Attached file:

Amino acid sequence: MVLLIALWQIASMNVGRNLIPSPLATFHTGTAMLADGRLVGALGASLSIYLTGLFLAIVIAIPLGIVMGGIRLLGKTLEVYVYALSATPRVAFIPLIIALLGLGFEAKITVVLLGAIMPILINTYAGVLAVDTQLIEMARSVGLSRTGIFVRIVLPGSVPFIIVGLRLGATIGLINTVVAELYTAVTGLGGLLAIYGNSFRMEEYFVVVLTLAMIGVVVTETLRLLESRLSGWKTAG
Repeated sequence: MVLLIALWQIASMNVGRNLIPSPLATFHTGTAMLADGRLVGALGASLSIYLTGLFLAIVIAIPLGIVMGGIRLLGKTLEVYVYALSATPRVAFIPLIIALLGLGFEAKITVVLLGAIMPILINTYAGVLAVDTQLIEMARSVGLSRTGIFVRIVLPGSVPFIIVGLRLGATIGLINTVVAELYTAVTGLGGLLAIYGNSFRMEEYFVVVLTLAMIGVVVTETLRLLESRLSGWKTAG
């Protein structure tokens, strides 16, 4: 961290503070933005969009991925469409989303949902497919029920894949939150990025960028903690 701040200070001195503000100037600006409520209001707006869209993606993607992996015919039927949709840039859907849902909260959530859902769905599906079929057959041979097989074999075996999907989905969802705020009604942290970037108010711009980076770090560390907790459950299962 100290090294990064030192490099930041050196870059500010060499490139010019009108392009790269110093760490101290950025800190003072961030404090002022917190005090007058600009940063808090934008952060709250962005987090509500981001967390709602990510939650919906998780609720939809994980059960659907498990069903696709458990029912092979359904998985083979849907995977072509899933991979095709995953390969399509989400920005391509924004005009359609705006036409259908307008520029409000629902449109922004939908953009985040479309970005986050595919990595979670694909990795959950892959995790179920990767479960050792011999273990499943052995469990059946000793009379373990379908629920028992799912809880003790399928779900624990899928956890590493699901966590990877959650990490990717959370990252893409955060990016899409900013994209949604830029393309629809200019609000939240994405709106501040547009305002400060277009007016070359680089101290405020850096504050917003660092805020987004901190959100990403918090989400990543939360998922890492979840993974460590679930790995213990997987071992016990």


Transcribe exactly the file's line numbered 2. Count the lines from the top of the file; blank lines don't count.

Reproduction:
Repeated sequence: MVLLIALWQIASMNVGRNLIPSPLATFHTGTAMLADGRLVGALGASLSIYLTGLFLAIVIAIPLGIVMGGIRLLGKTLEVYVYALSATPRVAFIPLIIALLGLGFEAKITVVLLGAIMPILINTYAGVLAVDTQLIEMARSVGLSRTGIFVRIVLPGSVPFIIVGLRLGATIGLINTVVAELYTAVTGLGGLLAIYGNSFRMEEYFVVVLTLAMIGVVVTETLRLLESRLSGWKTAG